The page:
- Author of Waller's manuscript rewarded for helping feds (1/13/18)
- Police: Man dies from self-inflicted gunshot after standoff in south Cape (1/14/18)3
- Word to your superintendent: Glass rocks Vanilla Ice parody to announce cancellation (1/13/18)3
- Here's what's being built next to Chick-fil-A in Cape (1/18/18)1
- Church, businesses set up pop-up homeless shelter as winter storm approaches (1/12/18)1
- Plaintiffs' attorney wants jury to see basement steps at Cape courthouse (1/10/18)
- Poultry in motion: 4-H participants take first in nation with barbecue skills (1/13/18)1
- Cape man wins Scratchers lottery top prize (1/12/18)
South Ossetia claiming mortar attack from Georgia
TBILISI, Georgia -- Authorities in the separatist Georgian region of South Ossetia said Saturday that two mortar shells had fired into the territory from Georgia proper, and Russia quickly warned that it might retaliate.
Georgia denied the claim and accused Russia and South Ossetia of provocation before the first anniversary of Georgia's short but fierce war with Russia last summer.
The Georgian Foreign Ministry called Russia's warning that it was prepared to use force to defend the region an "undisguised threat" that reflected "dangerous designs against Georgia."
"There was no kind of firing from the Georgian side," Georgia's Interior Ministry spokesman, Shota Utiashvili said. "Despite the calls [for restraint] by the European Union observer mission on the threshold of the anniversary of the August events, the Russian and Ossetian sides are striving to aggravate the situation."
South Ossetia's information ministry said no one was injured by the two mortar rounds it said were fired from Ditsi toward a South Ossetian military observation post. The area is a few miles south of the South Ossetian capital, Tskhinvali.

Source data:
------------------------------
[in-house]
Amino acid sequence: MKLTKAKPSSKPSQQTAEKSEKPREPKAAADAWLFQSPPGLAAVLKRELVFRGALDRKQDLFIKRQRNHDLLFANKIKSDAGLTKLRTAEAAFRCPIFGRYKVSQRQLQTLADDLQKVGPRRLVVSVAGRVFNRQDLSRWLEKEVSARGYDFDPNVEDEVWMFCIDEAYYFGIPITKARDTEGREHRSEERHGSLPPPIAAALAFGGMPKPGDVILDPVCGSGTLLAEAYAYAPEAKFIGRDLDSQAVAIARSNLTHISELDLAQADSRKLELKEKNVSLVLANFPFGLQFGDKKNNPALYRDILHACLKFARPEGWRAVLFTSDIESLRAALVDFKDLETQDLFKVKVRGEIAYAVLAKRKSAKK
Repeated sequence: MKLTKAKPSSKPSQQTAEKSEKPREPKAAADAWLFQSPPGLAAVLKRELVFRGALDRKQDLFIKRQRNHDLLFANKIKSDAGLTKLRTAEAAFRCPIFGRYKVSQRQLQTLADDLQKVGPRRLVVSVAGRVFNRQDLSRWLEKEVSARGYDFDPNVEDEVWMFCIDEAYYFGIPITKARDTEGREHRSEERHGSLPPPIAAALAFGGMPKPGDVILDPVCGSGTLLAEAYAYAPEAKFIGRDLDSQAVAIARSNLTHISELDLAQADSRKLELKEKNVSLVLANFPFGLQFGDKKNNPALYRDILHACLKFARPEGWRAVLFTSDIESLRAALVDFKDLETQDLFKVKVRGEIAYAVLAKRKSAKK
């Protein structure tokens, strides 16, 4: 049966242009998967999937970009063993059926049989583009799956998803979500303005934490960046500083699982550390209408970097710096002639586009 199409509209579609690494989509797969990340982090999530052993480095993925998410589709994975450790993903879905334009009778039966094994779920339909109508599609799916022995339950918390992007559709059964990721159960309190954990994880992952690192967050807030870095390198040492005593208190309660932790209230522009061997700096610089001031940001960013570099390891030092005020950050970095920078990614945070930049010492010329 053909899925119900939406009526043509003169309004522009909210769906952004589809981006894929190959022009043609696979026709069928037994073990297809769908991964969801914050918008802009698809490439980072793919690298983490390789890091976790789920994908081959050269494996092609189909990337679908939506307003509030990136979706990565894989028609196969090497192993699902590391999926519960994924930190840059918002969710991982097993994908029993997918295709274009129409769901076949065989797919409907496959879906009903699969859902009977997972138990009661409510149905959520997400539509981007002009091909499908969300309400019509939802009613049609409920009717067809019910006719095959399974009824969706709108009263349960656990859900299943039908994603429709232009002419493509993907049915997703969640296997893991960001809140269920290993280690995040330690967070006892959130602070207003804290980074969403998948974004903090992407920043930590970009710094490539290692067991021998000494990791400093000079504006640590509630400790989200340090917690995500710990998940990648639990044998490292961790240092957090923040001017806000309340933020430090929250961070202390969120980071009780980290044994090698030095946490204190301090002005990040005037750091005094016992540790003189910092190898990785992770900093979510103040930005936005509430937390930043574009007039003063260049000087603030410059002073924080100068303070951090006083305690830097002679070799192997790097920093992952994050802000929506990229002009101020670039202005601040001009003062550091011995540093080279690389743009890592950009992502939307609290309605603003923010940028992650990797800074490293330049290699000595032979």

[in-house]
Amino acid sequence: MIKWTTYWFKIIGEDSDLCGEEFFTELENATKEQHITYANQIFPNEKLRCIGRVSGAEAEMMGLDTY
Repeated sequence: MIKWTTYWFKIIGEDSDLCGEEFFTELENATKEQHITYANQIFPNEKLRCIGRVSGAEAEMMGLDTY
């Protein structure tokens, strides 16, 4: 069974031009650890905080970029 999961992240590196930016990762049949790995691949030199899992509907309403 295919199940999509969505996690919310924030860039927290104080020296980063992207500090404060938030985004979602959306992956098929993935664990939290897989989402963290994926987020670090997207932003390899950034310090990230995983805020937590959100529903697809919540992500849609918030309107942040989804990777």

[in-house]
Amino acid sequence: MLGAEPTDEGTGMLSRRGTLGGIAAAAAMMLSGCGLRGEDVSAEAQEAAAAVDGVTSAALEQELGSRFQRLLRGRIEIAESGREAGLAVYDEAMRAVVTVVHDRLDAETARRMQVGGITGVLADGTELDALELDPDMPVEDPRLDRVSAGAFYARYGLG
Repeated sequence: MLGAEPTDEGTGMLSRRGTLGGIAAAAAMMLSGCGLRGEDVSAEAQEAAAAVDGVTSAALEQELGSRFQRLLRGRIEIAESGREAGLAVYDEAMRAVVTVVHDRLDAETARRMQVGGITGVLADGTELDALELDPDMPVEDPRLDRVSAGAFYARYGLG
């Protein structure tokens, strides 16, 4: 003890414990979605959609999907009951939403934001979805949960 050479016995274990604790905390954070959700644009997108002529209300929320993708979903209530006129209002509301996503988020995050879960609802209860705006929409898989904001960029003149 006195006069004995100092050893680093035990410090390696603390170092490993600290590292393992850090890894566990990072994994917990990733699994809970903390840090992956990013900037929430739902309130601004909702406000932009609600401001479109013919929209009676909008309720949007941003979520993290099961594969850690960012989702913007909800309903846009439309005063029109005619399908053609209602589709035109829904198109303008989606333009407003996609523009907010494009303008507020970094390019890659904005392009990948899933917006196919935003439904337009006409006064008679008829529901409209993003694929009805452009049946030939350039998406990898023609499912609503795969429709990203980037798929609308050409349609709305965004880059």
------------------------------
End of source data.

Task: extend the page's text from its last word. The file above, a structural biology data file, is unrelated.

Georgia and Russia fought a brief war sparked by a Georgian rocket and artillery barrage of Tskhinvali on Aug. 8, 2008. Georgian President Mikhail Saakashvili said the barrage was necessary because Russia was sending waves of troops to the Moscow-backed region. But Russia said the attack was an attempt to seize control of the region, which in practice has been independent of the Georgian government since the mid-1990s.
The war ended with Georgian forces being driven out of the parts of South Ossetia and Abkhazia, another separatist region. Russia now maintains thousands of troops in the two separatist regions.
Although the war gutted Georgia's military, Russia contends Saakashvili still means to take Abkhazia and South Ossetia by force, and Russia has objected to other countries giving any military aid to Georgia.
In Moscow, the Defense Ministry said in a statement after the reported mortar attack: "In the event of further provocations that present a threat to the population of the republic or to Russian servicemen deployed on the territory of South Ossetia, the Russian Defense Ministry reserves the right to use all available forces and means to protect the citizens of South Ossetia and Russian servicemen."
"All of this resembles the falsifications and threats that were heard last year ahead of the aggression," Georgian Security Council head Eka Tkeshelashvili told AP. "
Associated Press Writer Jim Heintz in Moscow contributed to this report.